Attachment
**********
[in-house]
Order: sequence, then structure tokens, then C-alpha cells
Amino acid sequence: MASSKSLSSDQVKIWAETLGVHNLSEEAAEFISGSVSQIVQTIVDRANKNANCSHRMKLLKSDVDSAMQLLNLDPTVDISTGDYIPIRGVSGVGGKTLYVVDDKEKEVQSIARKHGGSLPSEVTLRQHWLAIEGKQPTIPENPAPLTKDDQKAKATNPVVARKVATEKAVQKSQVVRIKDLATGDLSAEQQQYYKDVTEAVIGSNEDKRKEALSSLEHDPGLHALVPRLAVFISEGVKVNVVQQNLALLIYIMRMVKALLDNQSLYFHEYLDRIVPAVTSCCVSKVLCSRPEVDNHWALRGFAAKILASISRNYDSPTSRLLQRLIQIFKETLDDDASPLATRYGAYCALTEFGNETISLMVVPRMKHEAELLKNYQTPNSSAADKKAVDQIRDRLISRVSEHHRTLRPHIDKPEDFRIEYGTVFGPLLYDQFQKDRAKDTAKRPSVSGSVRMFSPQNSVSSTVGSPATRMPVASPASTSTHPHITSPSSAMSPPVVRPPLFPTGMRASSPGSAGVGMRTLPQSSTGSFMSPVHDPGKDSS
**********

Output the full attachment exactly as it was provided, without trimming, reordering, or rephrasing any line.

[in-house]
Order: sequence, then structure tokens, then C-alpha cells
Amino acid sequence: MASSKSLSSDQVKIWAETLGVHNLSEEAAEFISGSVSQIVQTIVDRANKNANCSHRMKLLKSDVDSAMQLLNLDPTVDISTGDYIPIRGVSGVGGKTLYVVDDKEKEVQSIARKHGGSLPSEVTLRQHWLAIEGKQPTIPENPAPLTKDDQKAKATNPVVARKVATEKAVQKSQVVRIKDLATGDLSAEQQQYYKDVTEAVIGSNEDKRKEALSSLEHDPGLHALVPRLAVFISEGVKVNVVQQNLALLIYIMRMVKALLDNQSLYFHEYLDRIVPAVTSCCVSKVLCSRPEVDNHWALRGFAAKILASISRNYDSPTSRLLQRLIQIFKETLDDDASPLATRYGAYCALTEFGNETISLMVVPRMKHEAELLKNYQTPNSSAADKKAVDQIRDRLISRVSEHHRTLRPHIDKPEDFRIEYGTVFGPLLYDQFQKDRAKDTAKRPSVSGSVRMFSPQNSVSSTVGSPATRMPVASPASTSTHPHITSPSSAMSPPVVRPPLFPTGMRASSPGSAGVGMRTLPQSSTGSFMSPVHDPGKDSS